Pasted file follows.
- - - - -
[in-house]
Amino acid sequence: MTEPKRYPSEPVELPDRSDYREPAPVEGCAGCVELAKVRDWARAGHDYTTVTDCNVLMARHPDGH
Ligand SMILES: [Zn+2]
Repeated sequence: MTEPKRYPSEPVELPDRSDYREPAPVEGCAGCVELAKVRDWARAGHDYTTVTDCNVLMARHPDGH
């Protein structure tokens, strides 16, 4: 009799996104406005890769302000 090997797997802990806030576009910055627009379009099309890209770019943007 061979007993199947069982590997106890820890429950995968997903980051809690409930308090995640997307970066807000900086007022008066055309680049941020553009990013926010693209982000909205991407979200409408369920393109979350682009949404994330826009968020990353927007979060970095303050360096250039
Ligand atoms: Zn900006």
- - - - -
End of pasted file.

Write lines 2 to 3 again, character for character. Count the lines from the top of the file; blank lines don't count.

Amino acid sequence: MTEPKRYPSEPVELPDRSDYREPAPVEGCAGCVELAKVRDWARAGHDYTTVTDCNVLMARHPDGH
Ligand SMILES: [Zn+2]